The downward spiral of Russia's liberals since 1991 has been truly spectacular. "Liberal democratic forces have steadily lost ground in Russia since the 1993 Duma elections," Nixon Center analyst Nikolas Gvosdev wrote in "The International Journal Of Security Affairs" in late 2006. "The 2005 Moscow city elections should have been a wake-up call. The liberals tried to make this ballot a 'referendum' on democracy, yet, in the richest, freest, most liberal, best-educated city in the country, under conditions far less onerous than those in 1990, when the demokraty were swept into power, these forces received just one-fifth of the vote. It was not a particularly ringing endorsement of the notion that liberals are waiting in the wings."
The fact that this decline is not just a Putin-era phenomenon -- and in view of Russia's millennium-long history of totalitarian rule -- has led Gvosdev and others to speak of a "democracy paradox" in Russia. That is, given a free choice, a majority of Russians would choose some sort of antidemocratic form of government. The term "democracy paradox" was originally applied primarily to countries in the Middle East and elsewhere where religiously conservative majorities, given the chance to express their will, would in many cases choose profoundly antidemocratic regimes. It therefore seems strange to use the term in Russia, which is hardly known for the domination of religious conservatism (although the semi-official Russian Orthodox Church is profoundly conservative and nationalist).
Core Democratic Values
Indeed, although studies have shown that Russians have a weaker adherence to many typical democratic values, the lack of support is not nearly as profound as it is in most of the countries to which the term "democracy paradox" is normally applied. Just this week, the Pew Research Center issued a global opinion study showing not-insubstantial support for what the study calls "core democratic values": Thirty-four percent said they think the ability to criticize the authorities freely is important, while the same percentage agreed that it is important to maintain civilian control over the armed forces; 40 percent oppose media censorship; 41 percent value fair, multiparty elections; 45 percent consider freedom of religion important; and 70 percent think having an impartial legal system is important. While these results are far below what one would find in democratic countries and even below the average among the 35 developing and transitioning countries included in the Pew study, they seem fairly impressive in the current Russian context.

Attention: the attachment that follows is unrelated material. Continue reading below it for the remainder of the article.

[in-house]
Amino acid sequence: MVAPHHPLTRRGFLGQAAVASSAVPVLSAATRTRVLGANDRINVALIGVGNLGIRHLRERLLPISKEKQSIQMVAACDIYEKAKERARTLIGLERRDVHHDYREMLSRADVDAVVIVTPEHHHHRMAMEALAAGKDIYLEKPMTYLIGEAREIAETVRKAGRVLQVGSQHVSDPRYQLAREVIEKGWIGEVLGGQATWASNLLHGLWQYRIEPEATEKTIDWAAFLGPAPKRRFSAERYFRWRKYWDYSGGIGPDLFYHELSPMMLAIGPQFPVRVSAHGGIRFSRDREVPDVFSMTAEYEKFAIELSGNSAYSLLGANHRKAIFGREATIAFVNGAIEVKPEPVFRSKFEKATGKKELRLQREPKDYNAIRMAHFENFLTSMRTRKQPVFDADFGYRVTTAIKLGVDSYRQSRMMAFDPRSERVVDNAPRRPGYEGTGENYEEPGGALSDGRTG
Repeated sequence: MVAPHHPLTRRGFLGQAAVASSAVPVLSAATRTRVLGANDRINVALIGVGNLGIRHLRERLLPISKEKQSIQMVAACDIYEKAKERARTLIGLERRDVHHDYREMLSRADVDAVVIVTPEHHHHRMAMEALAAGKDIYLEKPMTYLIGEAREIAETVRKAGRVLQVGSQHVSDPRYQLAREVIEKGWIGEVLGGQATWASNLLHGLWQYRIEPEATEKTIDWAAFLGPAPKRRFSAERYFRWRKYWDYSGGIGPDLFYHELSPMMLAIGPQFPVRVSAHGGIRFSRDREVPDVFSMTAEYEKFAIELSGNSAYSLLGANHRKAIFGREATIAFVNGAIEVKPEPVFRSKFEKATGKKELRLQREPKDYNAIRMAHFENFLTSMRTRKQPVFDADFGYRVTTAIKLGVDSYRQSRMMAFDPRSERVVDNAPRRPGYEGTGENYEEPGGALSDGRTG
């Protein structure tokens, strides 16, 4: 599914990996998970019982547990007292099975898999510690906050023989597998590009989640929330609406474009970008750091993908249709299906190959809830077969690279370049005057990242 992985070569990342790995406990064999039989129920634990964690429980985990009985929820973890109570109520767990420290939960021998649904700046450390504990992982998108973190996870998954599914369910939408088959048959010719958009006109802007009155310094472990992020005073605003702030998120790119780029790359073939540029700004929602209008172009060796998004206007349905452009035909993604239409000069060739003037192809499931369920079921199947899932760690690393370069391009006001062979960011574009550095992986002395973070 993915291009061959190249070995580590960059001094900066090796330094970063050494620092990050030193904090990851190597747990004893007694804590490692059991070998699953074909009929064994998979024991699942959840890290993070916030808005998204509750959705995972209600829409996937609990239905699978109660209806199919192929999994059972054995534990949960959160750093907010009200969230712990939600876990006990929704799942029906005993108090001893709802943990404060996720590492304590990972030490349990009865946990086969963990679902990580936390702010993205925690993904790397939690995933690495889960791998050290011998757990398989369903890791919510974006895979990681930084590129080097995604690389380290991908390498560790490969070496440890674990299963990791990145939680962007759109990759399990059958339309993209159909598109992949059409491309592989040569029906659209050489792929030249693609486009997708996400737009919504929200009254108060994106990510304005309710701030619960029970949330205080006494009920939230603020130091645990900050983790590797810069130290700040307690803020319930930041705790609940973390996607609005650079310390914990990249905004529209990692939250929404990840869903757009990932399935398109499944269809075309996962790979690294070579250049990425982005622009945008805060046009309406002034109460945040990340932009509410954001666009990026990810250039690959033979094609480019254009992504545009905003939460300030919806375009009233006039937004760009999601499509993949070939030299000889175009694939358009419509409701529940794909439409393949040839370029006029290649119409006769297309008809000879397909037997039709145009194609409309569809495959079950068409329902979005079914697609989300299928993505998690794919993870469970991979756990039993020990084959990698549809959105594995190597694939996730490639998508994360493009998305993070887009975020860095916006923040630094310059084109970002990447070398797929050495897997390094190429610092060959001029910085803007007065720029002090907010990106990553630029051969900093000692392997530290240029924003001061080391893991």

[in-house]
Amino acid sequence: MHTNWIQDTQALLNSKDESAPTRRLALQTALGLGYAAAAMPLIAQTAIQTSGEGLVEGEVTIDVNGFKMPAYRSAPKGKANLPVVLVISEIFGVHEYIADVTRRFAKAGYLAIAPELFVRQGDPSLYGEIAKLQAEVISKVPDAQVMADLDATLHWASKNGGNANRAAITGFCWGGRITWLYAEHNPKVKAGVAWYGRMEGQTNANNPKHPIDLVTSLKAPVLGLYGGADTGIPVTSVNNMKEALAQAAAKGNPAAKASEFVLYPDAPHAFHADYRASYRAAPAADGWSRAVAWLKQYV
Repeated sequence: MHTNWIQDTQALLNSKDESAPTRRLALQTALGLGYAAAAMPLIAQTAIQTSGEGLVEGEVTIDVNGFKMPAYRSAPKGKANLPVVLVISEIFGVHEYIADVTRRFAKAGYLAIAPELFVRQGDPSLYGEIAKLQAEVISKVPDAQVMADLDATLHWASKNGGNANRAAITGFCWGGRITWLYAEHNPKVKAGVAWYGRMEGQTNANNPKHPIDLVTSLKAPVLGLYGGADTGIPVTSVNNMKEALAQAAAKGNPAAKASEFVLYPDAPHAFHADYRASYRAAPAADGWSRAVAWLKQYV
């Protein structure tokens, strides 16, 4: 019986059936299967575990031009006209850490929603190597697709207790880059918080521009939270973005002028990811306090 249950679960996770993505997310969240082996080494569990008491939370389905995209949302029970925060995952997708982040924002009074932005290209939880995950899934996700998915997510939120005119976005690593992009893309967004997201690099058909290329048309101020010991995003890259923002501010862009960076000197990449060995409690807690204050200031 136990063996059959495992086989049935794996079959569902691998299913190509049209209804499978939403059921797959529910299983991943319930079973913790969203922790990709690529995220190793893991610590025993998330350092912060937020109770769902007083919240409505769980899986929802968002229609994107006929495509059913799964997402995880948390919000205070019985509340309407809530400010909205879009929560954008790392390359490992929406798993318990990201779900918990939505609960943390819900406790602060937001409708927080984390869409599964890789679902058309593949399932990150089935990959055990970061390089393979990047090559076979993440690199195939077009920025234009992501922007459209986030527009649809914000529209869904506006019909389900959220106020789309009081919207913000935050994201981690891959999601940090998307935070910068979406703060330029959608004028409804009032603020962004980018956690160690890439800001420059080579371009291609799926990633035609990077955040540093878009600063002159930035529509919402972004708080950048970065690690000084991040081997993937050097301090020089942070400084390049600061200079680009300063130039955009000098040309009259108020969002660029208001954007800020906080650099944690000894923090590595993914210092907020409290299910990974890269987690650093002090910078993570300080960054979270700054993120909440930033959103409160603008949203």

Indeed, although studies have shown that Russians have a weaker adherence to many typical democratic values, the lack of support is not nearly as profound as it is in most of the countries to which the term "democracy paradox" is normally applied.
Last month, a poll by the All-Russia Center for the Study of Public Opinion (VTsIOM) found that just 26 percent of Russians think the central government should be further strengthened, although 51 percent favor President Vladimir Putin's aggressive foreign policies. Thirty percent said Russia needs further democratization, free elections, and independent media. Again, in the Russian context, these are solid numbers that belie the fact that the liberal SPS and Yabloko parties are likely to poll just 1 or 2 percent in December's elections.
What is "the Russian context" and how might the collapse of liberal political forces be explained? Speaking at an RFE/RL conference devoted to the first anniversary of the murder of investigative journalist Anna Politkovskaya on October 4, a deputy editor at "The Economist," Edward Lucas, said the killing "was a symptom of a process that probably started, in a way, back in 1991 when they failed to liquidate the KGB." As the rise of Putin and the siloviki -- officers and agents of the secret services -- has shown, that process has been the dominant (although for years, little noticed) trend of Russia's political development through the post-Soviet period.